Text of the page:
Thursday, February 25, 2016

Turn My Heart to You, Lord

Thursday of the Second Week of Lent

February 25, 2016

By Beth DeCristofaro

Thus says the LORD: Cursed is the man who trusts in human beings, who seeks his strength in flesh, whose heart turns away from the LORD. He is like a barren bush in the desert that enjoys no change of season, but stands in a lava waste, a salt and empty earth. … I, the LORD, alone probe the mind and test the heart, to reward everyone according to his ways, according to the merit of his deeds. (Jeremiah 17:5-6, 10)

Jesus said to the Pharisees: “There was a rich man who dressed in purple garments and fine linen and dined sumptuously each day. And lying at his door was a poor man named Lazarus, covered with sores, who would gladly have eaten his fill of the scraps that fell from the rich man’s table. … (After he died the rich man) said, ‘Then I beg you, father, send him to my father’s house, for I have five brothers, so that he may warn them, lest they too come to this place of torment. ’Then Abraham said, ‘If they will not listen to Moses and the prophets, neither will they be persuaded if someone should rise from the dead.’” (Luke 16:19-21, 27-28, 31)

Lord Jesus, May I see your brother and your sister at my door.  May I rest my heart in you and be drenched your life-giving presence so that those who you send to me might experience your living grace.  Help me to listen to you and resist seeking my strength in flesh.  May I follow your call to the Cross today. 

Isn’t it very difficult to feel anything but disdain and superiority for the unnamed rich man?  Who would actually ignore a starving man on their doorstep?  I like to think I’d at least give Lazarus a sandwich and bus fare to the nearest shelter.

But if I try to put myself into his very comfortable Ferragamo loafers and ask the Holy Spirit for inspiration it isn’t hard to see distinct relatedness.  Not that I wear Jimmy Choo.  Of course not, that’s extravagant I applaud myself.  However my closet has a selection of comfortable shoes to choose from depending on my outfit which most homeless people do not.  For that matter I have a closet in a house with heat, walls and a floor which most refugees do not.  My family has two cars that get us to our jobs and vacations which migrants do not.  I have an incredibly supportive husband who is a wonderful father; single mothers do not.  We have insurance for our health concerns which still millions of Americans do not.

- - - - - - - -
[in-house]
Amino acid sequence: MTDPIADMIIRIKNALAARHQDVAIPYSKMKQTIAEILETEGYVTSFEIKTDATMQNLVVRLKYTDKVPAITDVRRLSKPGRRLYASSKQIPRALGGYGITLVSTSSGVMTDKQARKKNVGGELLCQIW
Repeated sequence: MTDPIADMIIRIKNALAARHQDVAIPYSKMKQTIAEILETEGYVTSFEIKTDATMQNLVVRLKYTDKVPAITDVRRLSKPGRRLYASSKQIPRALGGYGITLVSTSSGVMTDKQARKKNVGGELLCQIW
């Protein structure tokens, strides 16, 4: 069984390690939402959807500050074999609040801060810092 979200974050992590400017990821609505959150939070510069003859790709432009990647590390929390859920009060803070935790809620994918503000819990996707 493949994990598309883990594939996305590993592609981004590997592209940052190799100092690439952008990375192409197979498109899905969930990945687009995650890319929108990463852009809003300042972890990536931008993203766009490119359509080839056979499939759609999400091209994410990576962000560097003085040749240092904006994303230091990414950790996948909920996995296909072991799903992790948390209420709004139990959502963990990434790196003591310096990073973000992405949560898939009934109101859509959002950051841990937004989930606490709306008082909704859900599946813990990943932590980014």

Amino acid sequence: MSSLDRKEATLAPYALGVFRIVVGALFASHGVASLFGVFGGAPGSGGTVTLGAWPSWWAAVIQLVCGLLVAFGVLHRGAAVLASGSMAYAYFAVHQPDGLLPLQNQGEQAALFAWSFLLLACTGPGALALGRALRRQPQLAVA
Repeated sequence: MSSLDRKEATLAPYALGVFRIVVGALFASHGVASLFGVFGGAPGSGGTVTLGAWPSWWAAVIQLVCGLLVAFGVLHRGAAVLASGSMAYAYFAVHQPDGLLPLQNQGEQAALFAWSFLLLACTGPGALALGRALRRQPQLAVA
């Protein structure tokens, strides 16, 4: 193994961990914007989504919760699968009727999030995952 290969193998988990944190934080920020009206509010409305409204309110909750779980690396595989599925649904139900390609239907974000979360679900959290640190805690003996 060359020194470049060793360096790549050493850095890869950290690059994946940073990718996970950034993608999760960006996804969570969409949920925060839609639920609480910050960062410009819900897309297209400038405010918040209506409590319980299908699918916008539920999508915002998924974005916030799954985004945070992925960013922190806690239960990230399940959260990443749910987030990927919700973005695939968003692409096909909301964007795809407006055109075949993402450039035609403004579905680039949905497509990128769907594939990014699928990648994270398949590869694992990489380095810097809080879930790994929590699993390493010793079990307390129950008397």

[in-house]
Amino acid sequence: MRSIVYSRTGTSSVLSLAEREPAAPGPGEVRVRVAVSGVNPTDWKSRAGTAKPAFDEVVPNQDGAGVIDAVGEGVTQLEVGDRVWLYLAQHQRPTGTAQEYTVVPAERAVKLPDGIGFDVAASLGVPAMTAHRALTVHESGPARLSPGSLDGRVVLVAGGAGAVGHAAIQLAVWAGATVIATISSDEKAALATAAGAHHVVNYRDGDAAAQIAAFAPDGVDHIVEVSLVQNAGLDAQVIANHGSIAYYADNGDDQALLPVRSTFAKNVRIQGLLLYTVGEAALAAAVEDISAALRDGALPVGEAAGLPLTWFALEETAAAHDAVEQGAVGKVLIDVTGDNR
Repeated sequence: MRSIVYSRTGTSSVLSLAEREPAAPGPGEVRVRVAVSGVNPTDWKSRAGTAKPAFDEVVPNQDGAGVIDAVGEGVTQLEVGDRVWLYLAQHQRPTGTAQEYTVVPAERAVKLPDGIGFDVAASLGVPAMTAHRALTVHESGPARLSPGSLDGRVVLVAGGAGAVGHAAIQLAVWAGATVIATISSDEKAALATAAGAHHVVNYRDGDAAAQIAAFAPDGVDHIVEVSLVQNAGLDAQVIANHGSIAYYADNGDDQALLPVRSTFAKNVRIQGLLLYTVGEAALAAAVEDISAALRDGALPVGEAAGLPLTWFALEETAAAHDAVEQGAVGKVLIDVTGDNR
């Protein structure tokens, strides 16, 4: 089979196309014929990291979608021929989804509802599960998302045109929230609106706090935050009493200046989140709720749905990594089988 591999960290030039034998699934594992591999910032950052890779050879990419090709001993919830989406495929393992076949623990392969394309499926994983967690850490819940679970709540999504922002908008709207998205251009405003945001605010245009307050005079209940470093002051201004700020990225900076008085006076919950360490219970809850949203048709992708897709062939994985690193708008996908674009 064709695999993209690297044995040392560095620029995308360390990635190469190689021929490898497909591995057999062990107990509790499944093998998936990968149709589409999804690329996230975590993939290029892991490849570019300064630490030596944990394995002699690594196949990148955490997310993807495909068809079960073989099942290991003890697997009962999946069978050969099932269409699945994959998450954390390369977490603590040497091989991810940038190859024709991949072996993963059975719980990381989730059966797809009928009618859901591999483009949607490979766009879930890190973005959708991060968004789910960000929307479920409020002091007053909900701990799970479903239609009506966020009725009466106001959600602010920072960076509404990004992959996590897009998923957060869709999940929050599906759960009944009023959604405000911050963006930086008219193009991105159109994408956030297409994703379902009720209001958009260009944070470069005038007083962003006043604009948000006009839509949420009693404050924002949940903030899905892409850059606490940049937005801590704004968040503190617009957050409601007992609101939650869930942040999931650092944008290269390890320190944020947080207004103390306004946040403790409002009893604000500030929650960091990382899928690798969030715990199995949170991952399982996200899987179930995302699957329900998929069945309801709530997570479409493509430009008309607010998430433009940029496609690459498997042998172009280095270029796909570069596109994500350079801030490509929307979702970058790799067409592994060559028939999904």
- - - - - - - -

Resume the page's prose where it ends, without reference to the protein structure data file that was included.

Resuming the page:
In the Gospel yesterday, Jesus reminded his disciples that their choice should be service not status or power.  He tells them that to be His friends they must choose His cross.  Lazarus’ story gives them a stark picture of what their requests for glory would result in.  Jesus helps them realize their relatedness to each other, that they are part of His community not individuals whose wants and needs trump everything else.

We are not called on to save the whole world because Jesus saved it for us.  However we are called to be His brothers, sisters and friends and also to be friends of those he loves.  We cannot do so if we will not see the needy around us and in our communities.  Without seeing those in need as brothers and sisters in Christ we  can grow insensitive, self-absorbed and distrustful that our purple garments, fine linen, comfortable shoes and homes are threatened.  Ask the Holy Spirit to fill us with the generosity and expansiveness of the beatitudes in our daily activities as well as our civic vision during this election season.

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